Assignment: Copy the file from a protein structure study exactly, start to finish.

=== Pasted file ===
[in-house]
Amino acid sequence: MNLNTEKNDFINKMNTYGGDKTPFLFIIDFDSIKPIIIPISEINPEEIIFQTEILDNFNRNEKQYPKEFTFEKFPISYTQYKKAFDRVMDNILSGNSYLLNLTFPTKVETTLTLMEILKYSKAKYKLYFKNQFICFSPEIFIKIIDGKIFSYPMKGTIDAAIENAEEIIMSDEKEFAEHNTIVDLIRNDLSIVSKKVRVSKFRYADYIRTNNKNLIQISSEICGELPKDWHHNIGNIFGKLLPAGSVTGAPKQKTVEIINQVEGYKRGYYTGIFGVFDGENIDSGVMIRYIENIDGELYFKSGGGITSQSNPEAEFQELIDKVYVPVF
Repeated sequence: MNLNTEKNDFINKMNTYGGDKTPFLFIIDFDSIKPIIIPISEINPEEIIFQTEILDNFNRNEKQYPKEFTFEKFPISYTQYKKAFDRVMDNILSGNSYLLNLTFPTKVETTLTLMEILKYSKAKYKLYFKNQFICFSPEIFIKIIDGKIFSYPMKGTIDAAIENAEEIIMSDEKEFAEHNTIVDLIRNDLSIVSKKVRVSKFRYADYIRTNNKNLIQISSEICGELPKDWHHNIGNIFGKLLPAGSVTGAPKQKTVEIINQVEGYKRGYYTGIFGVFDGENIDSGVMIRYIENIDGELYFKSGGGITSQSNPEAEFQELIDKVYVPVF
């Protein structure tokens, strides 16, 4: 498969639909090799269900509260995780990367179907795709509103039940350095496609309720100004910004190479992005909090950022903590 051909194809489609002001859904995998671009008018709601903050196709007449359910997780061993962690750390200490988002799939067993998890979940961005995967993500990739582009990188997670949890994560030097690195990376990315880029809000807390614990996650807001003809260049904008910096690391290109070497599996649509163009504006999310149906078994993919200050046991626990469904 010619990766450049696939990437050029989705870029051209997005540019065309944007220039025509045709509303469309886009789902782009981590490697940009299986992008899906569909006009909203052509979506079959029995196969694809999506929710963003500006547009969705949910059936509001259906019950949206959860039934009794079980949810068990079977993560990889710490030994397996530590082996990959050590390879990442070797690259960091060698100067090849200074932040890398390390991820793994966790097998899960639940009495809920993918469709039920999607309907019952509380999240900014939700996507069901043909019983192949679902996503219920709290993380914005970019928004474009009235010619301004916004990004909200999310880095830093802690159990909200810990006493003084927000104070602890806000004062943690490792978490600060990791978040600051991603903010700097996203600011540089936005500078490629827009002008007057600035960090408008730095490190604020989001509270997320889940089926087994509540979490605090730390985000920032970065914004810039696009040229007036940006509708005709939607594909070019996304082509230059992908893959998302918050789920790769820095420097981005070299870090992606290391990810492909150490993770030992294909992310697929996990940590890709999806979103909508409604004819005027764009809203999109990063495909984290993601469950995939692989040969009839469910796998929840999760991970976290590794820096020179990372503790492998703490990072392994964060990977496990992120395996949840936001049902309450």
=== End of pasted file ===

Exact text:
[in-house]
Amino acid sequence: MNLNTEKNDFINKMNTYGGDKTPFLFIIDFDSIKPIIIPISEINPEEIIFQTEILDNFNRNEKQYPKEFTFEKFPISYTQYKKAFDRVMDNILSGNSYLLNLTFPTKVETTLTLMEILKYSKAKYKLYFKNQFICFSPEIFIKIIDGKIFSYPMKGTIDAAIENAEEIIMSDEKEFAEHNTIVDLIRNDLSIVSKKVRVSKFRYADYIRTNNKNLIQISSEICGELPKDWHHNIGNIFGKLLPAGSVTGAPKQKTVEIINQVEGYKRGYYTGIFGVFDGENIDSGVMIRYIENIDGELYFKSGGGITSQSNPEAEFQELIDKVYVPVF
Repeated sequence: MNLNTEKNDFINKMNTYGGDKTPFLFIIDFDSIKPIIIPISEINPEEIIFQTEILDNFNRNEKQYPKEFTFEKFPISYTQYKKAFDRVMDNILSGNSYLLNLTFPTKVETTLTLMEILKYSKAKYKLYFKNQFICFSPEIFIKIIDGKIFSYPMKGTIDAAIENAEEIIMSDEKEFAEHNTIVDLIRNDLSIVSKKVRVSKFRYADYIRTNNKNLIQISSEICGELPKDWHHNIGNIFGKLLPAGSVTGAPKQKTVEIINQVEGYKRGYYTGIFGVFDGENIDSGVMIRYIENIDGELYFKSGGGITSQSNPEAEFQELIDKVYVPVF
């Protein structure tokens, strides 16, 4: 498969639909090799269900509260995780990367179907795709509103039940350095496609309720100004910004190479992005909090950022903590 051909194809489609002001859904995998671009008018709601903050196709007449359910997780061993962690750390200490988002799939067993998890979940961005995967993500990739582009990188997670949890994560030097690195990376990315880029809000807390614990996650807001003809260049904008910096690391290109070497599996649509163009504006999310149906078994993919200050046991626990469904 010619990766450049696939990437050029989705870029051209997005540019065309944007220039025509045709509303469309886009789902782009981590490697940009299986992008899906569909006009909203052509979506079959029995196969694809999506929710963003500006547009969705949910059936509001259906019950949206959860039934009794079980949810068990079977993560990889710490030994397996530590082996990959050590390879990442070797690259960091060698100067090849200074932040890398390390991820793994966790097998899960639940009495809920993918469709039920999607309907019952509380999240900014939700996507069901043909019983192949679902996503219920709290993380914005970019928004474009009235010619301004916004990004909200999310880095830093802690159990909200810990006493003084927000104070602890806000004062943690490792978490600060990791978040600051991603903010700097996203600011540089936005500078490629827009002008007057600035960090408008730095490190604020989001509270997320889940089926087994509540979490605090730390985000920032970065914004810039696009040229007036940006509708005709939607594909070019996304082509230059992908893959998302918050789920790769820095420097981005070299870090992606290391990810492909150490993770030992294909992310697929996990940590890709999806979103909508409604004819005027764009809203999109990063495909984290993601469950995939692989040969009839469910796998929840999760991970976290590794820096020179990372503790492998703490990072392994964060990977496990992120395996949840936001049902309450």